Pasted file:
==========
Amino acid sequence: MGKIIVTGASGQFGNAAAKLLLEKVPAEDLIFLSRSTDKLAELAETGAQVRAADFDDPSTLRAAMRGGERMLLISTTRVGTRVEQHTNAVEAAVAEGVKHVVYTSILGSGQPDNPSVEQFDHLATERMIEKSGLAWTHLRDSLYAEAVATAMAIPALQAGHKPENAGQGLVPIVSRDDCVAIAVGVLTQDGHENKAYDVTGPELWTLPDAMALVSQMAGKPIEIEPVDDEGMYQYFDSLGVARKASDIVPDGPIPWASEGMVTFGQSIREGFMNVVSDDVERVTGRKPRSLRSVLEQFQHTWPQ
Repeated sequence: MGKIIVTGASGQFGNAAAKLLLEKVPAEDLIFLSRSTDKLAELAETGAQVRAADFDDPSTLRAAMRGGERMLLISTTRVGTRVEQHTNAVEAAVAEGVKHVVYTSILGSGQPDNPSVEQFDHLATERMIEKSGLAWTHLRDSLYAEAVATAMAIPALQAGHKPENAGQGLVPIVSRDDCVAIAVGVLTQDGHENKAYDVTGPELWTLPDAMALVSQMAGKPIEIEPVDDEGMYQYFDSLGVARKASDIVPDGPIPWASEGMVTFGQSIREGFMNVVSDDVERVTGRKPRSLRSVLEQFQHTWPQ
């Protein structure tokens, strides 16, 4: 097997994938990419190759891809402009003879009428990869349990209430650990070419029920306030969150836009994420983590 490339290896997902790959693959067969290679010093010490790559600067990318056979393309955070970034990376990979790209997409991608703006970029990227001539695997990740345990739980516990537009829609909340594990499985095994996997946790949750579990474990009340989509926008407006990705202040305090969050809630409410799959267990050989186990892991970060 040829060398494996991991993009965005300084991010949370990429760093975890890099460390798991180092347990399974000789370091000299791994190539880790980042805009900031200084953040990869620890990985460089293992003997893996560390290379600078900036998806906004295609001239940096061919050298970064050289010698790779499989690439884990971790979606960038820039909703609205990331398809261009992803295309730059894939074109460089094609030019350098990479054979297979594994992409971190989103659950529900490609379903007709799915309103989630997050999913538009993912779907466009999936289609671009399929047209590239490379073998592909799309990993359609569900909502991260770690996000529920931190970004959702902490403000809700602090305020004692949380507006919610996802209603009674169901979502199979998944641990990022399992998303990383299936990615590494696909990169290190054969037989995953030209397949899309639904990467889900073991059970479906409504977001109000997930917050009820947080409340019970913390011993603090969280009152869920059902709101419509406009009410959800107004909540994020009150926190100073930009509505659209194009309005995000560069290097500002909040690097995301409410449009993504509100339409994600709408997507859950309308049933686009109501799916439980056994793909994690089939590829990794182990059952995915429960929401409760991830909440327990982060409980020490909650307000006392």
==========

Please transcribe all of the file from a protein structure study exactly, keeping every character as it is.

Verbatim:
Amino acid sequence: MGKIIVTGASGQFGNAAAKLLLEKVPAEDLIFLSRSTDKLAELAETGAQVRAADFDDPSTLRAAMRGGERMLLISTTRVGTRVEQHTNAVEAAVAEGVKHVVYTSILGSGQPDNPSVEQFDHLATERMIEKSGLAWTHLRDSLYAEAVATAMAIPALQAGHKPENAGQGLVPIVSRDDCVAIAVGVLTQDGHENKAYDVTGPELWTLPDAMALVSQMAGKPIEIEPVDDEGMYQYFDSLGVARKASDIVPDGPIPWASEGMVTFGQSIREGFMNVVSDDVERVTGRKPRSLRSVLEQFQHTWPQ
Repeated sequence: MGKIIVTGASGQFGNAAAKLLLEKVPAEDLIFLSRSTDKLAELAETGAQVRAADFDDPSTLRAAMRGGERMLLISTTRVGTRVEQHTNAVEAAVAEGVKHVVYTSILGSGQPDNPSVEQFDHLATERMIEKSGLAWTHLRDSLYAEAVATAMAIPALQAGHKPENAGQGLVPIVSRDDCVAIAVGVLTQDGHENKAYDVTGPELWTLPDAMALVSQMAGKPIEIEPVDDEGMYQYFDSLGVARKASDIVPDGPIPWASEGMVTFGQSIREGFMNVVSDDVERVTGRKPRSLRSVLEQFQHTWPQ
């Protein structure tokens, strides 16, 4: 097997994938990419190759891809402009003879009428990869349990209430650990070419029920306030969150836009994420983590 490339290896997902790959693959067969290679010093010490790559600067990318056979393309955070970034990376990979790209997409991608703006970029990227001539695997990740345990739980516990537009829609909340594990499985095994996997946790949750579990474990009340989509926008407006990705202040305090969050809630409410799959267990050989186990892991970060 040829060398494996991991993009965005300084991010949370990429760093975890890099460390798991180092347990399974000789370091000299791994190539880790980042805009900031200084953040990869620890990985460089293992003997893996560390290379600078900036998806906004295609001239940096061919050298970064050289010698790779499989690439884990971790979606960038820039909703609205990331398809261009992803295309730059894939074109460089094609030019350098990479054979297979594994992409971190989103659950529900490609379903007709799915309103989630997050999913538009993912779907466009999936289609671009399929047209590239490379073998592909799309990993359609569900909502991260770690996000529920931190970004959702902490403000809700602090305020004692949380507006919610996802209603009674169901979502199979998944641990990022399992998303990383299936990615590494696909990169290190054969037989995953030209397949899309639904990467889900073991059970479906409504977001109000997930917050009820947080409340019970913390011993603090969280009152869920059902709101419509406009009410959800107004909540994020009150926190100073930009509505659209194009309005995000560069290097500002909040690097995301409410449009993504509100339409994600709408997507859950309308049933686009109501799916439980056994793909994690089939590829990794182990059952995915429960929401409760991830909440327990982060409980020490909650307000006392």